Foundations of Dinnertime as a Family

Growing up, my family always ate dinner together at the dining table. It was a non-negotiable time in which my family of 6 put aside any and all tasks, giving us the opportunity to reconnect. Fast forward to my present life, with my husband and two kids, my reality was completely different. My husband and I work opposite shifts; he has the typical Monday-Friday 8-5 job, but I work a varying schedule and am currently doing lots of late-night shifts. I am only present with my family for 3 dinner meals a week, and even then, some of those we’re just trying to survive and make it to bedtime after a long day of work.

On the days of the week we could have dinner together, deciding what to cook or how to quickly feed the kids before their 7 pm bedtime poses a struggle for us. With that, I gave in to eating at the bar with everyone eating whatever quick meal they could find in the fridge. The kids usually eat first and are ushered to the bathroom and then bed. Meanwhile, I’m left eating my dinner last, often on the couch at 8 pm. And on the nights I’m at work during dinner time, well, I’m just glad they brushed their teeth before bed. Because of this, I found my 2-year-old snacked a lot, wasn’t really hungry during dinner, lacks the nutritional value I’d always hoped she get in her meals, was quite a picky eater, and didn’t ever sit still while eating. We decided to place a larger emphasis on eating together at the dining table for the meals we do eat together and here is what we found:

Our kids ate more of their dinner

Because we all sat at the dinner table until everyone was done eating, I found she ate more of her actual dinner time meal, and ultimately got more nutritional value than the animal crackers and cheese sticks she would otherwise snack on. This was a huge change from what we were doing previously which was every man for themselves and our kids usually stopped eating when we stood up to start to clean up.

Assistance During Clean Up

When we were all done eating for the night, we started the clean-up process of putting dishes in the sink or dishwasher and cleaning the pots we used to prepare our meal. Our 2-year-old was helping us by throwing the utensils over the edge of the sink and pushed in the dining table chairs. I was shocked at how quickly she caught on and found jobs for herself to complete and feel as though she was helping us.

Reconnecting as a Family

It’s easy to take a quick glance at your phone while eating, especially when we were eating at the bar. However, since eating at the dinner table and carving out this family time together, we put the phones down and really chat as a family. We’re able to ask simple questions such as details about our workday, plans for the upcoming week, or projects we’d like to get done around the house. Anything on our minds is open for discussion and our kids are involved in the conversations. Our 2-year-old chimes in when she has an opinion and is learning how to navigate interactive conversations, reply to specific questions, and growing her vocabulary through listening. She’s also able to observe proper behavior at the dinner table. I still have my fingers crossed she’ll hold a spoon without turning it upside down.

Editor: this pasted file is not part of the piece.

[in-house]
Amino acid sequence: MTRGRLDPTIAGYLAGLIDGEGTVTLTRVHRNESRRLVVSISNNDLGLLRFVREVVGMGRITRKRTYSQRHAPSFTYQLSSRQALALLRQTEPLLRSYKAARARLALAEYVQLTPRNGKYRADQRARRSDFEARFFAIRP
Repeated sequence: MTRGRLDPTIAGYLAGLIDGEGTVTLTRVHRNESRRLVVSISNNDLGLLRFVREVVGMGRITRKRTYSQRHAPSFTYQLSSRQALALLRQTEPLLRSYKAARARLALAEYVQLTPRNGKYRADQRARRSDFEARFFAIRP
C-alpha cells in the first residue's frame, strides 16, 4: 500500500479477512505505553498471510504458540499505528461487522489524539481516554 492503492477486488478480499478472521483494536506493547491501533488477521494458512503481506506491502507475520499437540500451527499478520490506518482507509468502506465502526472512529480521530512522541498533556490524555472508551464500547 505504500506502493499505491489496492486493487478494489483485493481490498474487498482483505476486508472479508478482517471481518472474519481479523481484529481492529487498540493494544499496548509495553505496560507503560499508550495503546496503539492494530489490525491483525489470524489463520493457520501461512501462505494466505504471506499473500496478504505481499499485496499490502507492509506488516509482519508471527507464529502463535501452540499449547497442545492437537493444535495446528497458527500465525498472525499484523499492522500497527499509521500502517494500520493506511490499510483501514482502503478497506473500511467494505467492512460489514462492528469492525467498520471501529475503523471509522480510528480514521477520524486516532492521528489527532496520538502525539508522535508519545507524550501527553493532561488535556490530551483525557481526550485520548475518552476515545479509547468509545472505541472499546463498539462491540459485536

Broadening our palates

As a side effect of previously quickly preparing meals and going for the convenience factor, we spent little time cooking an actual meal on the stovetop. Since dedicating our time to family meals, we have cooked more meals together, and also tried various different flavor profiles outside of our typical dinner regime. New flavors keep the food interesting and give us another topic to talk about at the dinner table. Our daughter also sees us trying and eating various vegetables that we weren’t preparing for her previously, so she’s at least trying new foods. I’m hopeful in a few more months she won’t be as picky as she currently is.

Our dinner time routine is perfect yet, and I’m sure it’ll change more as our family dynamic and work schedules change, but this is what we have found is working for us right now. So we’ve restructured our dinner time routine and aim at spending more quality time as a family. We push the household chores aside and if we feel like it, maybe we’ll get the dishwasher started after the kids are in bed.

What’s your dinner time routine?

Emily Miller
Emily is a dual citizen, residing in Lafayette, Louisiana, yet a temporary visitor in her other residency of Germany. She is a wife of four years and full time working mother to two kids: a 2.5 year old girl (C) and 5 month old boy (H). Having graduated from LSU with her bachelors, she continued her education by getting her Masters in Business Administration from UL. Working in management in retail, her schedule frequently varies and consists of unusual hours, but she embraces that as extra time with her children. While off the clock, Emily pours herself a cup of decaf coffee, plays in a room filled with toddler toys, teaches her children German, and attempts to be a scrunchy Montessori inspired mama with goals of raising independent children.


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